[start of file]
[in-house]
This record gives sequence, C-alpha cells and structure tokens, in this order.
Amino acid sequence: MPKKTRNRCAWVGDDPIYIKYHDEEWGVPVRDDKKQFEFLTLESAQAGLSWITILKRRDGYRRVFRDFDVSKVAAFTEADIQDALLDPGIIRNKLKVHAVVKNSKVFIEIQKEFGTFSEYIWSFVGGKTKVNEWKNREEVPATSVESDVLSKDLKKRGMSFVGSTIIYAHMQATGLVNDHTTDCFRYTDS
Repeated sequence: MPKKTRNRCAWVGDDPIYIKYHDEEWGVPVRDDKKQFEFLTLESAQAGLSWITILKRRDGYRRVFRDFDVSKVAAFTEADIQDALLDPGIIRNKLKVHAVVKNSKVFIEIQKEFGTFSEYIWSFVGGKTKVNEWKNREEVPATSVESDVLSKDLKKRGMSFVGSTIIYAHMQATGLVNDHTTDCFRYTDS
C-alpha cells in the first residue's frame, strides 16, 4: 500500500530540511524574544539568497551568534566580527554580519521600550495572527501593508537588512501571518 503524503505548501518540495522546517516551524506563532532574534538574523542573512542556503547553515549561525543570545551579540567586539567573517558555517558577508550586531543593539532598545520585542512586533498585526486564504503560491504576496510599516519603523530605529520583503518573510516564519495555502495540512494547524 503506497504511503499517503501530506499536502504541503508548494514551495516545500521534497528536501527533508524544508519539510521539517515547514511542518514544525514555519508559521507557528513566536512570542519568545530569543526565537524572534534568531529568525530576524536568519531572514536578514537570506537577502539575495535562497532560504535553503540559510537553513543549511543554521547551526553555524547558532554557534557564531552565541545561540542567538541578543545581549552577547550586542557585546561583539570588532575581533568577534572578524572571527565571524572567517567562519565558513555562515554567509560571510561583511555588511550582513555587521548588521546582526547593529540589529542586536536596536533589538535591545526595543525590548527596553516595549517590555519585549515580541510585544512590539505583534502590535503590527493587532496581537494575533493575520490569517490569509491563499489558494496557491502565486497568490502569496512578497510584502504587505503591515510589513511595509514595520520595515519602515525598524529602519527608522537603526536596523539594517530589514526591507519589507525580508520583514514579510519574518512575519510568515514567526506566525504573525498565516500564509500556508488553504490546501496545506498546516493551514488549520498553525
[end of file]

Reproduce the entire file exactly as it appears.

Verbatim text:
[in-house]
This record gives sequence, C-alpha cells and structure tokens, in this order.
Amino acid sequence: MPKKTRNRCAWVGDDPIYIKYHDEEWGVPVRDDKKQFEFLTLESAQAGLSWITILKRRDGYRRVFRDFDVSKVAAFTEADIQDALLDPGIIRNKLKVHAVVKNSKVFIEIQKEFGTFSEYIWSFVGGKTKVNEWKNREEVPATSVESDVLSKDLKKRGMSFVGSTIIYAHMQATGLVNDHTTDCFRYTDS
Repeated sequence: MPKKTRNRCAWVGDDPIYIKYHDEEWGVPVRDDKKQFEFLTLESAQAGLSWITILKRRDGYRRVFRDFDVSKVAAFTEADIQDALLDPGIIRNKLKVHAVVKNSKVFIEIQKEFGTFSEYIWSFVGGKTKVNEWKNREEVPATSVESDVLSKDLKKRGMSFVGSTIIYAHMQATGLVNDHTTDCFRYTDS
C-alpha cells in the first residue's frame, strides 16, 4: 500500500530540511524574544539568497551568534566580527554580519521600550495572527501593508537588512501571518 503524503505548501518540495522546517516551524506563532532574534538574523542573512542556503547553515549561525543570545551579540567586539567573517558555517558577508550586531543593539532598545520585542512586533498585526486564504503560491504576496510599516519603523530605529520583503518573510516564519495555502495540512494547524 503506497504511503499517503501530506499536502504541503508548494514551495516545500521534497528536501527533508524544508519539510521539517515547514511542518514544525514555519508559521507557528513566536512570542519568545530569543526565537524572534534568531529568525530576524536568519531572514536578514537570506537577502539575495535562497532560504535553503540559510537553513543549511543554521547551526553555524547558532554557534557564531552565541545561540542567538541578543545581549552577547550586542557585546561583539570588532575581533568577534572578524572571527565571524572567517567562519565558513555562515554567509560571510561583511555588511550582513555587521548588521546582526547593529540589529542586536536596536533589538535591545526595543525590548527596553516595549517590555519585549515580541510585544512590539505583534502590535503590527493587532496581537494575533493575520490569517490569509491563499489558494496557491502565486497568490502569496512578497510584502504587505503591515510589513511595509514595520520595515519602515525598524529602519527608522537603526536596523539594517530589514526591507519589507525580508520583514514579510519574518512575519510568515514567526506566525504573525498565516500564509500556508488553504490546501496545506498546516493551514488549520498553525